Next, let's talk about Compromise, and how it factors in on relationships. In my opinion, compromising is something that comes into play once there is an imbalance of some kind, and the level of cooperation has either failed to exist or has somehow tilted more to one side. At this point, it will be clear that one party is either not aware of the needs/wants of the other, or just does not want to do the thing/s the other needs/wants. This is where negotiating begins, which can lead to a compromise of some kind. This will usually mean someone, if not both, will agree to doing something or giving something up they were not planning on. This is sometimes an issue when one or both parties to a relationship are focused more on ego than cooperation; or, when there are serious differences in opinion on whether or not something is necessary, important, or even healthy for the relationship or individual. Other times, cooperation is avoided all together, as one party is hopeful that the other party will let go of some wants/needs that don't align with theirs (ego). Compromising can be a very healthy and necessary tool in a relationship, especially where conflict has come into play; but it can also be damaging. An example of a compromise being unhealthy in a relationship is when the compromise leads a person to agree to something they fundamentally disagree with or feel will be sacrificing too much of their own wants/needs. An actual example would be this:
Tim and Kate meet. Tim has three children from a previous marriage, and made it very clear he does not want any more children. Kate is fine with this, because kids weren't really at the forefront of her mind, and she enjoyed her freedom to travel (a mutual passion they share). Tim and Kate get married three years later. On their ten year anniversary, Kate tells Tim she is having a change of heart on the kid subject, and now feels like it is something she finds herself desiring. Tim's children are nearly all off to college, and both Tim and Kate had always planned to retire early, travel the world, and live life as global nomads; both agreed to this and their plans had always moved in the direction of achieving that goal/lifestyle. Tim has not had a change of heart, does not want to start the cycle of raising a child again, and has worked hard his entire life to achieve his goals, which are just a few years away. In this scenario, either a life/future altering compromise must be made, which could be very damaging to one party's happiness and/or self actualization; or, they may not feel their futures are capable of aligning in a healthy way and choose to end their marriage. In this case, perhaps the issue at hand is one that is so serious and such a core part of who they are or what they want their lives to be, that perhaps compromising is not the best option. If Kate gives in, she will never mother her own children, which she now yearns to do; and, if Tim gives in, he is locked into raising another child full-time for at minimum 18 years, which was not factored into his future plans or budget. Both compromises come at a large cost/sacrifice. At times, when compromises ask too large of a cost/sacrifice it is almost inevitable to cause serious issues in the long run, and build a high level of resentment.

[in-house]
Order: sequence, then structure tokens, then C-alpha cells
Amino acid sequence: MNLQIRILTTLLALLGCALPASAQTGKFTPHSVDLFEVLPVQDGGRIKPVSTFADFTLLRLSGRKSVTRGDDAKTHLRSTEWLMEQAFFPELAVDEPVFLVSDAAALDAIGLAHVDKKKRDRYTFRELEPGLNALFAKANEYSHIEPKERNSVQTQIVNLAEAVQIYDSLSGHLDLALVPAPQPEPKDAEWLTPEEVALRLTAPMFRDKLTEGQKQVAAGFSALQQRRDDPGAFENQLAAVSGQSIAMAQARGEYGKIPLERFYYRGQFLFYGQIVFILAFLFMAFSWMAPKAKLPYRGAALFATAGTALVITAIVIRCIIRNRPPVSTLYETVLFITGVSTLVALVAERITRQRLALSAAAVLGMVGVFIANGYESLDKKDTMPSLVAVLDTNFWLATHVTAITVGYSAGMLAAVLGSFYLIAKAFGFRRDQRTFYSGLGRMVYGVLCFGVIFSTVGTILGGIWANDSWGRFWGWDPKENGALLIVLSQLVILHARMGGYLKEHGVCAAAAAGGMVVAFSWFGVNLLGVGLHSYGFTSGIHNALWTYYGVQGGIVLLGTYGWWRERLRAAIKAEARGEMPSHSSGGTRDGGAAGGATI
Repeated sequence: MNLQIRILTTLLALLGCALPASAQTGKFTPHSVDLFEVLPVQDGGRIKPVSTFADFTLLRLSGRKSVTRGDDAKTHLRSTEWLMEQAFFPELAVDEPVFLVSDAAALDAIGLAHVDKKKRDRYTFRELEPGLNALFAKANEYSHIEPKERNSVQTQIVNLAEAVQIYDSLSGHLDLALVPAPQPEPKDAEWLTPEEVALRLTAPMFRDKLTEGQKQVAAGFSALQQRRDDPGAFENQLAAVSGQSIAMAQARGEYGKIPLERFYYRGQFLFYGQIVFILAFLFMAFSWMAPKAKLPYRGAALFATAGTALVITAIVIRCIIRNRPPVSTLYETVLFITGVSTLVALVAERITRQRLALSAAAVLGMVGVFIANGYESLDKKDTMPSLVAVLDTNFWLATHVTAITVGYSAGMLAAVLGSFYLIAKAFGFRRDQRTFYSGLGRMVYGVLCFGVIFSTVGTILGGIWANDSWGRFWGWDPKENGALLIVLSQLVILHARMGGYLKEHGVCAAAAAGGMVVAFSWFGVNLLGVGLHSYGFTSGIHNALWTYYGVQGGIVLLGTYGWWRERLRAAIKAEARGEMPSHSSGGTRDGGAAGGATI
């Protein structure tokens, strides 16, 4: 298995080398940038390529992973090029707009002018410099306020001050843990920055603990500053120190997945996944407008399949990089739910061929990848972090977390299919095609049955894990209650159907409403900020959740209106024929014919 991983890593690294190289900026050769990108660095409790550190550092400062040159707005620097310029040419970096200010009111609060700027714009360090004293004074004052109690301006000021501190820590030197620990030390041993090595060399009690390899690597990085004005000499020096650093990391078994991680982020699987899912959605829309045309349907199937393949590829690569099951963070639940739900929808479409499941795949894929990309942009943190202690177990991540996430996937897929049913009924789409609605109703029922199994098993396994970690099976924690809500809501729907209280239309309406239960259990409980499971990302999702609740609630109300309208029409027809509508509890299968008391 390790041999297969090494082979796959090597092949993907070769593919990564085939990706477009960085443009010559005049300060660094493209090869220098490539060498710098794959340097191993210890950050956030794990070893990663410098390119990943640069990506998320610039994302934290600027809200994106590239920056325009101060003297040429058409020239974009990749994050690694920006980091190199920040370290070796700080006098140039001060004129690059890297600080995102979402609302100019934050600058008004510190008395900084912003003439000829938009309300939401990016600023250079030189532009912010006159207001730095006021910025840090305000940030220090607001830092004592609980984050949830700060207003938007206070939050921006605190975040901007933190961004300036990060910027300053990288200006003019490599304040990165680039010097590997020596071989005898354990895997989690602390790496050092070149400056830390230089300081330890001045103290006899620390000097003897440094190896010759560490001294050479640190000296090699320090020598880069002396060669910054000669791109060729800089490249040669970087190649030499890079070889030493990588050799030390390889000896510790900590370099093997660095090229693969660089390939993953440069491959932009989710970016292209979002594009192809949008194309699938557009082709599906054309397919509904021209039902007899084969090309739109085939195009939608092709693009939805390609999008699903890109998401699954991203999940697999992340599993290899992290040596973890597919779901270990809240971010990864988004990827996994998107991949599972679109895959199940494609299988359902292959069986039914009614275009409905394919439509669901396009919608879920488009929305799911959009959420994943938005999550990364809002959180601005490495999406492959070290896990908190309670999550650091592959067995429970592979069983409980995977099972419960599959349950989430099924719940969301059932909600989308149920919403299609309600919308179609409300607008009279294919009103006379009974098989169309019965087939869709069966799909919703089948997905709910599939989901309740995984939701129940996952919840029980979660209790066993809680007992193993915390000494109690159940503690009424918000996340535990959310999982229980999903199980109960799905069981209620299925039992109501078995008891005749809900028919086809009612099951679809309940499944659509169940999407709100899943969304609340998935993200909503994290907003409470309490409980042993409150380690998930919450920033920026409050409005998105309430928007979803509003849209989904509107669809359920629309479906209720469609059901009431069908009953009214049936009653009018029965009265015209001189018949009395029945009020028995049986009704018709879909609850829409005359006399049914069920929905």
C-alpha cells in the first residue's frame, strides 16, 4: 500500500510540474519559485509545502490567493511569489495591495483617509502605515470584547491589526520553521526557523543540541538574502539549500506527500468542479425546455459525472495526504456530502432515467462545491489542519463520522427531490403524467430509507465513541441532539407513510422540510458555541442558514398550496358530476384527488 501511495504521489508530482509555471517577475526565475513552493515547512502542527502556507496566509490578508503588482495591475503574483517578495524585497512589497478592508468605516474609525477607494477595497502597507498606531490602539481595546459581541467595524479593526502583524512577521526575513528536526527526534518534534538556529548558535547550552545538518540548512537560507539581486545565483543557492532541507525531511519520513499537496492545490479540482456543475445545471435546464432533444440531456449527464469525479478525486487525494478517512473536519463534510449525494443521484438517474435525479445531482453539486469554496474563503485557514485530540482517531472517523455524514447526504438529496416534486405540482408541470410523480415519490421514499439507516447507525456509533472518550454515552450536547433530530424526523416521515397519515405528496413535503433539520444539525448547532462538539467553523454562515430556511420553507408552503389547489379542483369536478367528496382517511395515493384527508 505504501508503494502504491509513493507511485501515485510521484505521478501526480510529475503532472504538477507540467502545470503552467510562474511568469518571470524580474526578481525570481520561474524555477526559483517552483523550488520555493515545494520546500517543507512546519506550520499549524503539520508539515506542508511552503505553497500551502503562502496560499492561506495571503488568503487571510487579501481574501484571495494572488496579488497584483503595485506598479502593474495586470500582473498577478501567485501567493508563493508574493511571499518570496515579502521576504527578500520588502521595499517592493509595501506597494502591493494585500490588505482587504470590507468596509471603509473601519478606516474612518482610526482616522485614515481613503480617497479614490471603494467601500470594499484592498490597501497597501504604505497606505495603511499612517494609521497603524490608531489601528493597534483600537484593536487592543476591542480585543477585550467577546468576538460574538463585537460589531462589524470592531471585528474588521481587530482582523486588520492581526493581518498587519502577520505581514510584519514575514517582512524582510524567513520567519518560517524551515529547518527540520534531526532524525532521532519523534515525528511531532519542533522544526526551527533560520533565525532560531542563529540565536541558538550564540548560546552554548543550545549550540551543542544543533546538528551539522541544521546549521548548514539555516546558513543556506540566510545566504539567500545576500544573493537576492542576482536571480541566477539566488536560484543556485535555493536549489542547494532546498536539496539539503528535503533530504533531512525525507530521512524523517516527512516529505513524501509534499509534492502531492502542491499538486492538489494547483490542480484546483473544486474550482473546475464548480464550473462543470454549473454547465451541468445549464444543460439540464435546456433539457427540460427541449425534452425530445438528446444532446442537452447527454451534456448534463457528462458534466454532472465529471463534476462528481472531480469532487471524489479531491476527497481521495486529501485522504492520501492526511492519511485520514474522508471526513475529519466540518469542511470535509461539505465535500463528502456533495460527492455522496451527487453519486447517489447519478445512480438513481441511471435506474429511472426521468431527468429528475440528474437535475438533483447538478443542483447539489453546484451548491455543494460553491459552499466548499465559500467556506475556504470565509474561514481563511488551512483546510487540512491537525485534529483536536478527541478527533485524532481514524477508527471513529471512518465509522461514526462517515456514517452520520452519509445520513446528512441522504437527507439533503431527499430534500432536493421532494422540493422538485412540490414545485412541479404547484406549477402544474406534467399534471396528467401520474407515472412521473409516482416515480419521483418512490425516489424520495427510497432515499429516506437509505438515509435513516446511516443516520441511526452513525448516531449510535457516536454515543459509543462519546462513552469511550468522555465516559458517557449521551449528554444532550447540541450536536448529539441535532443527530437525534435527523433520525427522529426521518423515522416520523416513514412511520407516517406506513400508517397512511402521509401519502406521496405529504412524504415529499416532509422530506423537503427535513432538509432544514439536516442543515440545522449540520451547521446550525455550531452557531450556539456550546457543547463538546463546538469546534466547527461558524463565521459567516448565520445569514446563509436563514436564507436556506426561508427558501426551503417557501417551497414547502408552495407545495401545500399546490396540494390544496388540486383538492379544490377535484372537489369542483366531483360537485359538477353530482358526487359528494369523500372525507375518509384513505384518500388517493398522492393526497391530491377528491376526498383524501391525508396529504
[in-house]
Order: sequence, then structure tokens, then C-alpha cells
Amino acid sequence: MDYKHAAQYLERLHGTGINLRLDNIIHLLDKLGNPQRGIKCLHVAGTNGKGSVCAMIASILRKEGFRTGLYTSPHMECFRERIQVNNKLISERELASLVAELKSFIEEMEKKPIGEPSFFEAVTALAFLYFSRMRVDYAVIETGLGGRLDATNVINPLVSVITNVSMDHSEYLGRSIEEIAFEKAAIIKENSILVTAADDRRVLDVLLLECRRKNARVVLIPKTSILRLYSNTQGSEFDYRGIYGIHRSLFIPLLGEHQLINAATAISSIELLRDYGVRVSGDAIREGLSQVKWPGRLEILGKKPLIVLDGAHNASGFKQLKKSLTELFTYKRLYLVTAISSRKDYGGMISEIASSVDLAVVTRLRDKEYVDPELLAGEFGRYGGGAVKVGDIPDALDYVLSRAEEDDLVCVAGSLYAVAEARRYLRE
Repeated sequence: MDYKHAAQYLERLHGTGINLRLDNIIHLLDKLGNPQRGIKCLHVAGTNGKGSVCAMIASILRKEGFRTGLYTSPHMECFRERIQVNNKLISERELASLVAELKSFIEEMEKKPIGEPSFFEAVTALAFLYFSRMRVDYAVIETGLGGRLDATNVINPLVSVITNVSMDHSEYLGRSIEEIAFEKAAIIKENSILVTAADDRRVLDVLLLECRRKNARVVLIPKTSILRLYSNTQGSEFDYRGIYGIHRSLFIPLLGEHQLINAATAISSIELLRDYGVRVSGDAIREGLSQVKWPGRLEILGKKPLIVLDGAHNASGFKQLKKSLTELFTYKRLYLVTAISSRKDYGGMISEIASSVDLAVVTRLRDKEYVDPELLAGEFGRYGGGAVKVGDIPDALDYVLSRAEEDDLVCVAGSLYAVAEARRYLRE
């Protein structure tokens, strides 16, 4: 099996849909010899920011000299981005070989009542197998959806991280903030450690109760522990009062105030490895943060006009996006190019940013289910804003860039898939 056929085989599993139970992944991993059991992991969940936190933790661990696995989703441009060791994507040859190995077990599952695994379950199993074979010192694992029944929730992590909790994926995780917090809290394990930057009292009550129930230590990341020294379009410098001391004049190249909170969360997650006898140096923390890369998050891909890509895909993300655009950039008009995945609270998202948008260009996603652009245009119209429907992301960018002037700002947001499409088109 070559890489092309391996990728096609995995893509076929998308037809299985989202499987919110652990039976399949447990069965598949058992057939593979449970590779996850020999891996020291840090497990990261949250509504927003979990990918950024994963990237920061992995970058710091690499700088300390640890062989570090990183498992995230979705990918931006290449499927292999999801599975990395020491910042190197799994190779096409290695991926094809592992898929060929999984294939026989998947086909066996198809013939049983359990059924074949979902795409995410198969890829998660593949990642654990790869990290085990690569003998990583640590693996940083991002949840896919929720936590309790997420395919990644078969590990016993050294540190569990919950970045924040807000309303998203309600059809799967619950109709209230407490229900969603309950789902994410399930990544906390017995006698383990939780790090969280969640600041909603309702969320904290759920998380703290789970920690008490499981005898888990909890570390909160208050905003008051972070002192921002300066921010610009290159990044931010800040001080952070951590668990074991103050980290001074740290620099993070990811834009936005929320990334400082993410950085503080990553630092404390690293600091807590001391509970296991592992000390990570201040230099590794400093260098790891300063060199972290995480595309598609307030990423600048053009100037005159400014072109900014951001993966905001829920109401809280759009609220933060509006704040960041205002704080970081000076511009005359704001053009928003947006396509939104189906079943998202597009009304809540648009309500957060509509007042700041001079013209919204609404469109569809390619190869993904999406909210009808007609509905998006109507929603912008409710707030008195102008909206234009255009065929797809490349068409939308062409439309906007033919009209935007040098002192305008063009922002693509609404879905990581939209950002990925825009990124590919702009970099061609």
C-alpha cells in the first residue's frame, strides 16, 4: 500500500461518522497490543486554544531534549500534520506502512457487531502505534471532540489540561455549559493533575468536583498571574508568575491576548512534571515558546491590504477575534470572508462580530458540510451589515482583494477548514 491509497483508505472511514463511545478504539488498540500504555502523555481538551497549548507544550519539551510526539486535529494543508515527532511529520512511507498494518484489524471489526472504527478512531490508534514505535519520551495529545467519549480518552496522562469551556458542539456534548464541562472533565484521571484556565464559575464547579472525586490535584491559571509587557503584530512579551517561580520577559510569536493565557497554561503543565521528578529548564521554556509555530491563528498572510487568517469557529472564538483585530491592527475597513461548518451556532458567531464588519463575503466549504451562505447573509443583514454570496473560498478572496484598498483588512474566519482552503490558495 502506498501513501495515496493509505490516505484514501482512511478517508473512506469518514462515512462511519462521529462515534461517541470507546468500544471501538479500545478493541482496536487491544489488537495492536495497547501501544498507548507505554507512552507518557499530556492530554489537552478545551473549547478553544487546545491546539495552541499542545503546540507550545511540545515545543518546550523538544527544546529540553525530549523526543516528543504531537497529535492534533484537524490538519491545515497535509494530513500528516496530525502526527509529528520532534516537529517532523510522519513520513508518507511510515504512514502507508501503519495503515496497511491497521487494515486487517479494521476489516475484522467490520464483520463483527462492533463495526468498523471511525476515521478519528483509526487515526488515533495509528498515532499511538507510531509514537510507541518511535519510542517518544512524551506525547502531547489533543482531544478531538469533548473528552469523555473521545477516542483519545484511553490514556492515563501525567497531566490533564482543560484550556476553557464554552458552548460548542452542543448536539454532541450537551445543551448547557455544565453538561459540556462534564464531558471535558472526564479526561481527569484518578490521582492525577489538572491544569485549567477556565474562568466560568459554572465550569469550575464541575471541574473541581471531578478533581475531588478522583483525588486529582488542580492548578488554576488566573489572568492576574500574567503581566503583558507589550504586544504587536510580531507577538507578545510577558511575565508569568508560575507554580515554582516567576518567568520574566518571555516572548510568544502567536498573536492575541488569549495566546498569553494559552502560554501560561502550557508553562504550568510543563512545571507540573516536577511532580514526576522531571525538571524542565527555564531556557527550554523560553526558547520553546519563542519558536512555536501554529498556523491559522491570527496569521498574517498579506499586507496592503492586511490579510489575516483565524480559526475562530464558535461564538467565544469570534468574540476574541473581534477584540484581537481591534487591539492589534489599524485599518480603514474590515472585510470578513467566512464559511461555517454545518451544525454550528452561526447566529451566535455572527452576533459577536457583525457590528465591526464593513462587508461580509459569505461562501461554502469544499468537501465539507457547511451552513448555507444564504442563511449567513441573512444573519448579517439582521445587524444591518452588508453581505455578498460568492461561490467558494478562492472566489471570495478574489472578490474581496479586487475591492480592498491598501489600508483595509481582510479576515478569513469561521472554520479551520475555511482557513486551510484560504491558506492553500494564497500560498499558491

When a compromise is healthy, it eventually gets easier for the reluctant party, because ultimately the reward of having a happy partner and more balanced relationship, will outweigh the sacrifice or change made. When one chooses to compromise in a way that makes the other happy, but leaves them miserable, the sacrifice is bound to be an unnecessary effort, as the relationship will start to deteriorate. Balance is absolutely vital in a healthy relationship; and, that looks very different for every couple. But, each individual knows what their deal-breakers are; and, when they compromise with key ones, it will not work out, period. Nobody should be asked to compromise their own livelihood and happiness; and, to expect or want that is toxic behavior/thinking. Having said that, could Tim and Kate work things out? Sure! But, only Tim and Kate know if there is a compromise that could be made that could result in them both being happy. Like Kate has had a complete shift in her thinking of parenting another child from birth, and changing her initial future plans, perhaps Tim may find a way to fit that into his life projection without having to sacrifice his core wants/needs.
The bottom line is, the two are very different. And, if you work hard at being consistent at cooperation and aiming for mutually beneficial goals, then you will find yourself having to compromise less. Being a professional mediator, I know the importance of effectively doing both in a healthy partnership. This is especially true in mediation, where, in the majority of cases, there has been a break down in cooperation in a relationship (regardless as to whether it is a business partnership, intimate relationship, neighbor, academic, etc.), and the parties are now in a deep state of conflict, to where compromise is the only possible option in reaching a mutual agreement. In the mediation setting, when compromise is the only option (outside of an impasse), the win-win result of an agreement is almost never going to result in both parties being completely satisfied with the result. But, most people are content with having settled the conflict. At times, the lack of cooperation in a relationship is so extreme that compromise cannot be an attainable goal; and, that is when you must have an outside source (usually a judge) make the decision as to the outcome of the conflict.